[A short distance from Seigantoji and Nachi Taisha is the 133 meter waterfall Nachi no Taki. The tallest (single-tiered) waterfall in Japan, it was the original religious site in the area. Before the development of organized religious doctrine, Nachi no Taki was venerated by the earliest Japanese people. Even today, visitors will be impressed by the natural power and beauty of the falls (japan-guide.com.]

[Like Hongu Taisha and Hayatama Taisha, Nachi Taisha was one of the main destinations of the Kumano Kodo pilgrimage routes. For travelers who want to experience the trails but are impeded by time constraints, a hike up the Daimon-zaka is a good option. The route, paved with stone and lined with massive evergreens, leads 600 meters up to the gates of Nachi Taisha (japan-guide.com).]

[This whole place was just a wondrous assault on all the senses . . . ]

[You may even run into dazzled American tourists here . . . ]

[Yeah, like that one . . . ]

[In the Kii Mountains . . . ]

[The falls, from a distance . . . ]

[To this day, still one of my all-time favorite shots . . . ]

[Seiganto-ji is a Tendai Buddhist temple founded in the early 5th century. Legend holds that a Buddhist priest from India drifted ashore and experienced a revelation of Kannon, the Buddhist deity of mercy. Seiganto-ji Temple is also the first sacred place of “Saigokujunrei”, or pilgrimage to 33 Kannons which started in 1161 (tb-kumano.jp).]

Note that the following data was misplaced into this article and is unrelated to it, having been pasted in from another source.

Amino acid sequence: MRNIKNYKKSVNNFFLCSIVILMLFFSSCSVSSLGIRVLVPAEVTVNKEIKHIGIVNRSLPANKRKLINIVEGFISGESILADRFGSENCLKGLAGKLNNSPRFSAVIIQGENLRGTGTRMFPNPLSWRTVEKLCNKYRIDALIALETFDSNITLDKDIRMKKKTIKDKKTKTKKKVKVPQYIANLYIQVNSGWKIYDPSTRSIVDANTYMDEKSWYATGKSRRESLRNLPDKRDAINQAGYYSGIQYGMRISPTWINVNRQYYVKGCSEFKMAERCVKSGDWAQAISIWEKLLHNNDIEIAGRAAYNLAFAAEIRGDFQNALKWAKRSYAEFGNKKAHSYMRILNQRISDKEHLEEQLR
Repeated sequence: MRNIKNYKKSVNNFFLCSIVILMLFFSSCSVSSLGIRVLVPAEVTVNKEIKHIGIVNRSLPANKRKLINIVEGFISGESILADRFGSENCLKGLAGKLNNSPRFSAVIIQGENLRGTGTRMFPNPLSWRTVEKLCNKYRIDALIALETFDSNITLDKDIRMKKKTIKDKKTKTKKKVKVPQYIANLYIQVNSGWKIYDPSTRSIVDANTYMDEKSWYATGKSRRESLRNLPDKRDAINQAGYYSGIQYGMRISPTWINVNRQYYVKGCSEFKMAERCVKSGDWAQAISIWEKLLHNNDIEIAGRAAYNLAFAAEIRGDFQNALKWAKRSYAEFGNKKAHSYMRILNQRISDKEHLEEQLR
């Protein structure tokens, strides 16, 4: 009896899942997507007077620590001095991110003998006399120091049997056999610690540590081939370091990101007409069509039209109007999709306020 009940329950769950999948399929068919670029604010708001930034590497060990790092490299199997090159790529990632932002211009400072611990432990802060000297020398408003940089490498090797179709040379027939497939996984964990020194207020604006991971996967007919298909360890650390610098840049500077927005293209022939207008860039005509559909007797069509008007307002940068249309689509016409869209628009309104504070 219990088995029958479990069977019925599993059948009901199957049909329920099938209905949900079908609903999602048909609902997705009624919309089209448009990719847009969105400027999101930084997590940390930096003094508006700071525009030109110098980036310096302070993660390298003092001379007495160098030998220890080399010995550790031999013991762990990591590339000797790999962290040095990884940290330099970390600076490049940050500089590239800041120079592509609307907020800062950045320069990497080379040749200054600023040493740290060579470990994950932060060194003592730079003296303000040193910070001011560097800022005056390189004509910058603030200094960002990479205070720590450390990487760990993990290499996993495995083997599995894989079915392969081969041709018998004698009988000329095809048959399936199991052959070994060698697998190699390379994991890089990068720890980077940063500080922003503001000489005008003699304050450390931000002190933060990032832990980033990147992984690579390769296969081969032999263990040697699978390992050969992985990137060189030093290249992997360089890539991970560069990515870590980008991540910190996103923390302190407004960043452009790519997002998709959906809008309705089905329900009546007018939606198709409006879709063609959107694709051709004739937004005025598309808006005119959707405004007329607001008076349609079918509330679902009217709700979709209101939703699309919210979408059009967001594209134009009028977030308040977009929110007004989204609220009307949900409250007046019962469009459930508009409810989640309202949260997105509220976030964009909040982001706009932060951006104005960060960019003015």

There are two ways of spreading light: to be the candle or the mirror that reflects it. ~ Edith Wharton

[This place is all about vertical . . . ]

[The Seigantoj three-story pagoda . . . ]

[The difference between Shintoism and Buddhism is simple; they are two very distinct religions. Shintoism means “the way of the gods”, and is a polytheistic system with thousands of ‘kami ‘deities. The kami are deities of nature, such as the sun, the sea, and even rice. Buddhism originated in India and is a religion based on the teaching of the Buddha and the hope of achieving enlightenment by breaking the cycle of reincarnations. It was imported to Japan from China in the sixth century (japan-experience.com).]

[Daimon-zaka (Kumano Nachi Taisha Area) is an excellent short walk on the Kumano Kodo pilgrimage route. The actual staircase is about 600 meters long with 267 stairs. At the end of the slope is the impressive Meitosugi – “husband and wife cedar trees”, whose roots are entwined beneath the path (tb-kumano.jp/).]

[Roy coming down some of those stairs . . . ]

[Tourist commerce . . . ]

[Obviously, we came down out of the mountains – this area is called “the shore” . . . ]

[Roy appears to be venturing out at low tide . . . ]

It’s a total myth that good sashimi comes directly from sea to sushi counter. The reality is that raw fish, especially in the finest Japanese restaurants, are aged. ~ Johannes Pong

[The sashimi, close up . . . ]

[This appears to not be sashimi (yet) . . . ]

I know I’ll never find another ewe . . .

The method (of learning Japanese) recommended by experts is to be born as a Japanese baby and raised by a Japanese family, in Japan. And even then it’s not easy. ~ Dave Barry

Japan is not a Western democracy. The Japanese have kept their traditions, culture and heritage, but they have joined the community of free nations. ~ Natan Sharansky

[Overly fresh sashimi . . . ]

[Tourists – whadya gonna do?]

One night in Tokyo we watched two Japanese businessmen saying good-night to each other after what had clearly been a long night of drinking, a major participant sport in Japan. These men were totally snockered, having reached the stage of inebriation wherein every air molecule that struck caused them to wobble slightly, but they still managed to behave more formally than Americans do at funerals. ~ Dave Barry

Up Next: Part 9